From his office at the Farm Security Administration (FSA) in Washington, D.C., Roy Stryker saw, time and again, the reality of the Great Depression, and the poverty and desperation gripping America’s rural communities. As head of the Information Division and manager of the FSA’s photo-documentary project, his job was to hire and brief photographers, and then select images they captured for distribution and publication. His eye helped shape the way we view the Great Depression, even today.

    Professionally, Stryker was known for two things: preserving thousands of photographs from being destroyed for political reasons, and for “killing” lots of photos himself. Negatives he liked were selected to be printed. Those he didn’t—ones that didn’t fit the narrative and perspective of the FSA at the time, perhaps—were met with the business end of hole punch, which left gaping black voids in place of hog’s bellysindustrial landscapes, and the faces of farmworkers.

    In 1935, the Resettlement Administration (RA) was established as part of the New Deal to provide relief, recovery, and reform to rural areas. The FSA, created in 1937, was its spiritual successor. The FSA’s duties included, but were not limited to, operating camps for victims of the Dust Bowl, setting up homestead communities, and providing education to more than 400,000 migrant families. Communicating about its efforts was also part of its mandate…

    Stryker sought out photographers, among them Dorothea LangeGordon Parks, and Arthur Rothstein, and made their images readily available to the press. Given the lack of new photography and art being produced during the Great Depression, the photos regularly appeared in magazines such as LIFE and Look. He also had them displayed at the 1936 Democratic National Convention, the 1936 World’s Fair, the Museum of Modern Art, and other prominent venues. The publication of a series of early photographs, including Lange’s Migrant Mother, proved instrumental in pushing the federal government to provide emergency aid to migrant workers in California.

    In the effort to represent the FSA and Roosevelt’s signature domestic achievement in a positive light, the chosen photos captured how the idealistic views of farm life were being tainted by poverty, and how the FSA programs were helping farmers reclaim their dignity. Common elements were decrepit housing conditions, the lack of food and clean water, and harsh work environments.

    It was government propaganda, and there were certainly some within the government (both supporters and detractors) who saw it that way, and more who considered both the FSA and its photography project as communist and un-American. In a 1972 Interview, Stryker admits to having felt political pressure from the Department of Agriculture to portray the effectiveness of the New Deal. “Go to hell,” was his response. His photographers “were warned repeatedly not to manipulate their subjects in order to get more dramatic images, and their pictures were almost always printed without cropping or retouching.”

    But there is a way to manipulate the story being told without altering the images themselves—the process of photo editing, of choosing which images to highlight and which to discard…

    The fascinating story of one man’s (materially successful) effort to galvanize social and political opinion: “How a Hole Punch Shaped Public Perception of the Great Depression.”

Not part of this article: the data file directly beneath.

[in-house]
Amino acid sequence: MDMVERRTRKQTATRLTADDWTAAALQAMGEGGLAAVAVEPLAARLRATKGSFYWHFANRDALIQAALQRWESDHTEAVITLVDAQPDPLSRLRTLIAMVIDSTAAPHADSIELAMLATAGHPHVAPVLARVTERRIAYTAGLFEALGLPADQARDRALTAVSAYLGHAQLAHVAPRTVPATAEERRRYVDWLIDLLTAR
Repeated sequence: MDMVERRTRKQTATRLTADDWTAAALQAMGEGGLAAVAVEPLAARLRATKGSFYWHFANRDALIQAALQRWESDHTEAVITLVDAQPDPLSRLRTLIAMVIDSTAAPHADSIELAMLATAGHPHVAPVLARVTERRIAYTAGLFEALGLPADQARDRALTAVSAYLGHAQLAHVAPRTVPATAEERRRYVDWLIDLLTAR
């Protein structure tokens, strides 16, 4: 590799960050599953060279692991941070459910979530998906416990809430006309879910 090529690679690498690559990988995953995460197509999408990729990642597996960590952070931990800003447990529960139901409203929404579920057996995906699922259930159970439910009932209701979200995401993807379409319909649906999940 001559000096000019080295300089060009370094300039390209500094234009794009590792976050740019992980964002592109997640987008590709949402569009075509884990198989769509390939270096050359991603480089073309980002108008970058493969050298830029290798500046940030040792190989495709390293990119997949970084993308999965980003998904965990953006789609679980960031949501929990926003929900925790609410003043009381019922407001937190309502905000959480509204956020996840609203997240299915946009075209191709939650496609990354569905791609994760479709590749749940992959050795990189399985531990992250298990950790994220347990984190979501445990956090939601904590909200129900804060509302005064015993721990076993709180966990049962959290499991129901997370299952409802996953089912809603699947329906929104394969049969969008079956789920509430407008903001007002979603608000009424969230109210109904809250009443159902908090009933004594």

And for an equally-fascinating consideration of how emerging new visual technologies might similarly be used to sway sentiment, read Fred Turner‘s “The Politics of Virtual Reality.”

    * Richard Avedon

    ###

    As we celebrate skepticism, we might recall that it was on this date in 1977 that Nolan Bushnell (co-founder of video game pioneer Atari) opened the first Chuck E. Cheese’s Pizza Time Theatre, ultimately a chain of family destinations that served pizza and other menu items, complemented by arcade games, amusement rides, and animatronic displays as a focus of entertainment (and often, birthday party celebration).  It took its name from its main animatronic character Chuck E. Cheese, a mouse who sang and interacted with guests.  Over 600 outlets are operating today in the U.S. and 17 other countries.

    Chuck E. Cheese and Nolan Bushnell (Bushnell on right)

    source

     

     

     
  • feedwordpress 08:01:36 on 2018/05/13 Permalink
    Tags: , daggers, explosions, , Ken Hermann, kitchen knives, knives, , photography,   

    “To explode or to implode… that is the question”*… 


    Warning: preg_match_all(): Compilation failed: invalid range in character class at offset 7 in /homepages/23/d339537987/htdocs/pb/wp-content/themes/p2/inc/mentions.php on line 77

     

    From Danish photographer Ken Hermann‘s series, “Explosions“; more mesmerizing mayhem here.

    * “To explode or to implode – said Qfwfq – that is the question: whether ’tis nobler in the mind to expand one’s energies in space without restraint, or to crush them into a dense inner concentration.”
    ― Italo Calvino, The Distance of the Moon

    ###

    As we reflect on eruption, we might recall that it was on this date in 1637 (or nearabouts, as closely as scholars can say) that Cardinal Richelieu introduced the first table knives (knives with rounded edges)–reputedly to cure dinner guests of the unsavory habit of picking their teeth with the knife-points of the daggers that were, until then, used to cut meat at the table.  Years later, in 1669, King Louis XIV followed suit, forbidding pointed knives at his table; indeed, he extended the prohibition, banning pointed knives in the street in an attempt to reduce violence.

     source

     

     
c
compose new post
j
next post/next comment
k
previous post/previous comment
r
reply
e
edit
o
show/hide comments
t
go to top
l
go to login
h
show/hide help
esc
cancel

Warning: count(): Parameter must be an array or an object that implements Countable in /homepages/23/d339537987/htdocs/pb/wp-content/plugins/feedwordpress/syndicatedlink.class.php on line 302